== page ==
Our patients do not often have any tools to fight against gum disease other than brushing their teeth, but for the first time we have a potential tool that can help not only with gum disease, but overall health.Lead author Dr Vitor Neves, Academic Clinical Lecturer and Periodontology Registrar
10 October 2023
Common diabetes drug could treat gum disease and help you age healthier
A new method of controlling inflammation and sugar levels for oral and systemic disease prevention using a common diabetes drug has been discovered by a team of researchers at King’s
In their latest publication in the Journal of Translational Medicine, a team of researchers at the Faculty of Dentistry, Oral & Craniofacial Sciences have found new ways of stopping periodontal (gum) disease and potentially reducing the incidence of diabetes and obesity. This new approach focuses on controlling inflammation and sugar levels in both the mouth and body with a common type 2 diabetes drug, Metformin.
Periodontal (gum) diseases are strikingly common across the globe and are strongly associated with systemic conditions such as diabetes and obesity. Lifestyle choices such as increased sugar intake are a common cause of gum disease, as well as diabetes and obesity. Diabetes, obesity and gum disease all develop over our lifetime, but gum disease has the potential to be picked up first as it can start at as early as 30 years old.
The only treatment strategy currently available to tackle gum disease is to deep clean the teeth to rid the mouth of bacteria, as well as prescribing antibiotics. But this treatment does not protect against the continuation and development of systemic associated diseases, such as diabetes and obesity.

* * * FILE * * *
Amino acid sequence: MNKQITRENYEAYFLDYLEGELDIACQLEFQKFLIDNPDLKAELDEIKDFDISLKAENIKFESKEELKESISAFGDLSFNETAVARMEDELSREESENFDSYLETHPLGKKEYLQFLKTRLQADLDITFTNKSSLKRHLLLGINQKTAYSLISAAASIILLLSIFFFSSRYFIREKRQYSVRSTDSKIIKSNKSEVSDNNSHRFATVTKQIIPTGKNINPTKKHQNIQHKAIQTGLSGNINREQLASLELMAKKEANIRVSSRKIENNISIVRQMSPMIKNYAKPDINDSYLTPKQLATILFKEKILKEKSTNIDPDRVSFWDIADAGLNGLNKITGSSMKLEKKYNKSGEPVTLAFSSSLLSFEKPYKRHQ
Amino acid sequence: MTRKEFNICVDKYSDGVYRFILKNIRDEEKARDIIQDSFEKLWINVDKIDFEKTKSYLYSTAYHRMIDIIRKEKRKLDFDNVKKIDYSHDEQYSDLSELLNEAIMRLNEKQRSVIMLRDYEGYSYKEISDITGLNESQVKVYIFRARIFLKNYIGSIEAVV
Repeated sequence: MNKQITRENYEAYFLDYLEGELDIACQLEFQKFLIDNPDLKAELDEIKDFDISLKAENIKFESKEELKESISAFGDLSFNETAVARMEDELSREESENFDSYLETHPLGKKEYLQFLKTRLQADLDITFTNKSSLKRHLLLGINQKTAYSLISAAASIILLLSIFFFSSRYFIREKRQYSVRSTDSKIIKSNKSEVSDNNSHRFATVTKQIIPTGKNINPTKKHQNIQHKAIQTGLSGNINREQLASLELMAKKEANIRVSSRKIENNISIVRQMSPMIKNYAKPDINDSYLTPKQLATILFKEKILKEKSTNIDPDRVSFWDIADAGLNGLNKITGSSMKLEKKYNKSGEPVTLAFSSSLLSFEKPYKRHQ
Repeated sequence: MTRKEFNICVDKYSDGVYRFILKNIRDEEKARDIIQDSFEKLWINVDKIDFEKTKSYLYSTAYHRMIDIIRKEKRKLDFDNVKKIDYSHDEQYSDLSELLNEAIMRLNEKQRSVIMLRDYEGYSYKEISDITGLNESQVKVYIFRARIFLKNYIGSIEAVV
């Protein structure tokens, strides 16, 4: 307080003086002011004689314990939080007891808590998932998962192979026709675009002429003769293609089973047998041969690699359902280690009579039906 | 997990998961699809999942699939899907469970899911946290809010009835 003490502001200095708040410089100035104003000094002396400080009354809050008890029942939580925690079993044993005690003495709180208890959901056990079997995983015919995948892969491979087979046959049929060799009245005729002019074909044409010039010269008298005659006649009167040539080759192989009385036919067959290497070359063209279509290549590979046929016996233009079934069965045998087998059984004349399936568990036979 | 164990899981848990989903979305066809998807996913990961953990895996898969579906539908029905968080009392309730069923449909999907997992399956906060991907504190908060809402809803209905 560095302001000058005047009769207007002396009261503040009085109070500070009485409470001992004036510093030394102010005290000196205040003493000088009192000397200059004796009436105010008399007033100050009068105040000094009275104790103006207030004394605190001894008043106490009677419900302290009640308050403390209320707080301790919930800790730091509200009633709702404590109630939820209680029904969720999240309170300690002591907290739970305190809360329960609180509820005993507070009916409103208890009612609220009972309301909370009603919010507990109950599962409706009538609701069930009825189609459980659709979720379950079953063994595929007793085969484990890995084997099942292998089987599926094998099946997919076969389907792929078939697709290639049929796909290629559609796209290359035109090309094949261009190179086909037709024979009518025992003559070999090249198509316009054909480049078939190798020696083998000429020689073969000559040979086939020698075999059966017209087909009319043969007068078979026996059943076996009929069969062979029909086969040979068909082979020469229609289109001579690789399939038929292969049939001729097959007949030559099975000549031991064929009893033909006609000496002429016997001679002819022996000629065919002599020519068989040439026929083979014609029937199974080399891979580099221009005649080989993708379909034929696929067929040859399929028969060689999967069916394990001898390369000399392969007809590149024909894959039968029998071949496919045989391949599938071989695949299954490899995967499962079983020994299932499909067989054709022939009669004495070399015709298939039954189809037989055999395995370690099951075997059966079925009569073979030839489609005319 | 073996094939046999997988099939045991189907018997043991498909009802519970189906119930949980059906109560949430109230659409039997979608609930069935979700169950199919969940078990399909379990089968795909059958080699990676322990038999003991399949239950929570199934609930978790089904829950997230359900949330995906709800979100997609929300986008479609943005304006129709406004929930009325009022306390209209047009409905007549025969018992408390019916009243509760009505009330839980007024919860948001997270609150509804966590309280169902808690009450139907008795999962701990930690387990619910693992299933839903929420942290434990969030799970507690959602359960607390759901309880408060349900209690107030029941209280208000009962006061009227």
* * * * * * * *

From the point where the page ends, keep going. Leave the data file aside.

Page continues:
Metformin, a pharmaceutical agent capable of modulating sugar metabolism, is a drug commonly used for the management of diabetes, but it is not typically used in dentistry. The researchers found that Metformin led to significant prevention of bone-loss during induced periodontal disease and age-related bone-loss in vivo (in living mice). The research team tested the use of this drug in patients with gum disease without diabetes in the first ever clinical trial. The trial showed improved clinical outcomes in the gum disease treatment, and control of sugar levels and inflammation in the mouth and body, even in high levels of bacteria.
The use of this new method of gum disease prevention would also help control weight gain and sugar levels, potentially proving to be a new solution to prevent systemic and oral disease in one. Metformin is a cheap drug in the UK and around the world and costs £0.04 per tablet at market price. Researchers say this treatment could be implemented at an even lower cost if supplied by the NHS.
He added: “Metformin is readily available around the world and is cheap, therefore allowing the drug to be used as a preventive medicine for oral and systemic diseases that could be adopted on a global scale. This would help many to age healthier - all starting from taking care of their mouths.”